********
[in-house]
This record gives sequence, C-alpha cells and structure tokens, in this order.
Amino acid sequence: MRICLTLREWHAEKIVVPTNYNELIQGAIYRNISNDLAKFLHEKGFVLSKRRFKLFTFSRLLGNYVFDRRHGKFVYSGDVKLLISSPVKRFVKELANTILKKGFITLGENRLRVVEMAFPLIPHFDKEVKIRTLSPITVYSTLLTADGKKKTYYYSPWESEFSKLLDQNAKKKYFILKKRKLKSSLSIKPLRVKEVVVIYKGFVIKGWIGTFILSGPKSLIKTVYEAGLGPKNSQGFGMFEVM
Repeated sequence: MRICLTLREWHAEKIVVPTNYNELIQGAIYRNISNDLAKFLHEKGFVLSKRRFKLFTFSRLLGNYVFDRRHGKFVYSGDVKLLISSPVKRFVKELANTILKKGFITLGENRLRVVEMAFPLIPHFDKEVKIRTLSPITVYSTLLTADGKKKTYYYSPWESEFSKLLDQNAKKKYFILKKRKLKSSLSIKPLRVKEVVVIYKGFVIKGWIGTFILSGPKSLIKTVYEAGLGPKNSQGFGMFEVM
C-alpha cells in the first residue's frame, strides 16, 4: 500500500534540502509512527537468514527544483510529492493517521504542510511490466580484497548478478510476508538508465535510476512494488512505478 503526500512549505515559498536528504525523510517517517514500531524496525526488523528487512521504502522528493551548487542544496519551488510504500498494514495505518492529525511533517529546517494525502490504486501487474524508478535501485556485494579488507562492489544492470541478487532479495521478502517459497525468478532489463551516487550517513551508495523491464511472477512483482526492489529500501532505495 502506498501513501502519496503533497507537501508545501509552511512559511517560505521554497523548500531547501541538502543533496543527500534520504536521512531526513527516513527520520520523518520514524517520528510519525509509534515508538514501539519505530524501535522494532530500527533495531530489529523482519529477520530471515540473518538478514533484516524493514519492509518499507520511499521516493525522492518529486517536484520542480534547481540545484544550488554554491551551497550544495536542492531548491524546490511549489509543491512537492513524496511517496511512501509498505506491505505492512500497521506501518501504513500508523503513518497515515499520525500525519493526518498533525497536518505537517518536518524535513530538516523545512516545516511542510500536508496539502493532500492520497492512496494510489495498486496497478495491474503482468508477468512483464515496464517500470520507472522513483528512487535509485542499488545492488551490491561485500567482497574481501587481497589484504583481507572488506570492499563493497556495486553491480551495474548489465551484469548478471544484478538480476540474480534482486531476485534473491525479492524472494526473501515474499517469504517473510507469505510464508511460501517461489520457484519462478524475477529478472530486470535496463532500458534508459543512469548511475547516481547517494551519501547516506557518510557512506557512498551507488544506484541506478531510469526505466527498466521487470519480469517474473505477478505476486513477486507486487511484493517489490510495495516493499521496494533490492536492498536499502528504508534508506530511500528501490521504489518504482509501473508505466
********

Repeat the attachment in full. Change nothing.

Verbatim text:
[in-house]
This record gives sequence, C-alpha cells and structure tokens, in this order.
Amino acid sequence: MRICLTLREWHAEKIVVPTNYNELIQGAIYRNISNDLAKFLHEKGFVLSKRRFKLFTFSRLLGNYVFDRRHGKFVYSGDVKLLISSPVKRFVKELANTILKKGFITLGENRLRVVEMAFPLIPHFDKEVKIRTLSPITVYSTLLTADGKKKTYYYSPWESEFSKLLDQNAKKKYFILKKRKLKSSLSIKPLRVKEVVVIYKGFVIKGWIGTFILSGPKSLIKTVYEAGLGPKNSQGFGMFEVM
Repeated sequence: MRICLTLREWHAEKIVVPTNYNELIQGAIYRNISNDLAKFLHEKGFVLSKRRFKLFTFSRLLGNYVFDRRHGKFVYSGDVKLLISSPVKRFVKELANTILKKGFITLGENRLRVVEMAFPLIPHFDKEVKIRTLSPITVYSTLLTADGKKKTYYYSPWESEFSKLLDQNAKKKYFILKKRKLKSSLSIKPLRVKEVVVIYKGFVIKGWIGTFILSGPKSLIKTVYEAGLGPKNSQGFGMFEVM
C-alpha cells in the first residue's frame, strides 16, 4: 500500500534540502509512527537468514527544483510529492493517521504542510511490466580484497548478478510476508538508465535510476512494488512505478 503526500512549505515559498536528504525523510517517517514500531524496525526488523528487512521504502522528493551548487542544496519551488510504500498494514495505518492529525511533517529546517494525502490504486501487474524508478535501485556485494579488507562492489544492470541478487532479495521478502517459497525468478532489463551516487550517513551508495523491464511472477512483482526492489529500501532505495 502506498501513501502519496503533497507537501508545501509552511512559511517560505521554497523548500531547501541538502543533496543527500534520504536521512531526513527516513527520520520523518520514524517520528510519525509509534515508538514501539519505530524501535522494532530500527533495531530489529523482519529477520530471515540473518538478514533484516524493514519492509518499507520511499521516493525522492518529486517536484520542480534547481540545484544550488554554491551551497550544495536542492531548491524546490511549489509543491512537492513524496511517496511512501509498505506491505505492512500497521506501518501504513500508523503513518497515515499520525500525519493526518498533525497536518505537517518536518524535513530538516523545512516545516511542510500536508496539502493532500492520497492512496494510489495498486496497478495491474503482468508477468512483464515496464517500470520507472522513483528512487535509485542499488545492488551490491561485500567482497574481501587481497589484504583481507572488506570492499563493497556495486553491480551495474548489465551484469548478471544484478538480476540474480534482486531476485534473491525479492524472494526473501515474499517469504517473510507469505510464508511460501517461489520457484519462478524475477529478472530486470535496463532500458534508459543512469548511475547516481547517494551519501547516506557518510557512506557512498551507488544506484541506478531510469526505466527498466521487470519480469517474473505477478505476486513477486507486487511484493517489490510495495516493499521496494533490492536492498536499502528504508534508506530511500528501490521504489518504482509501473508505466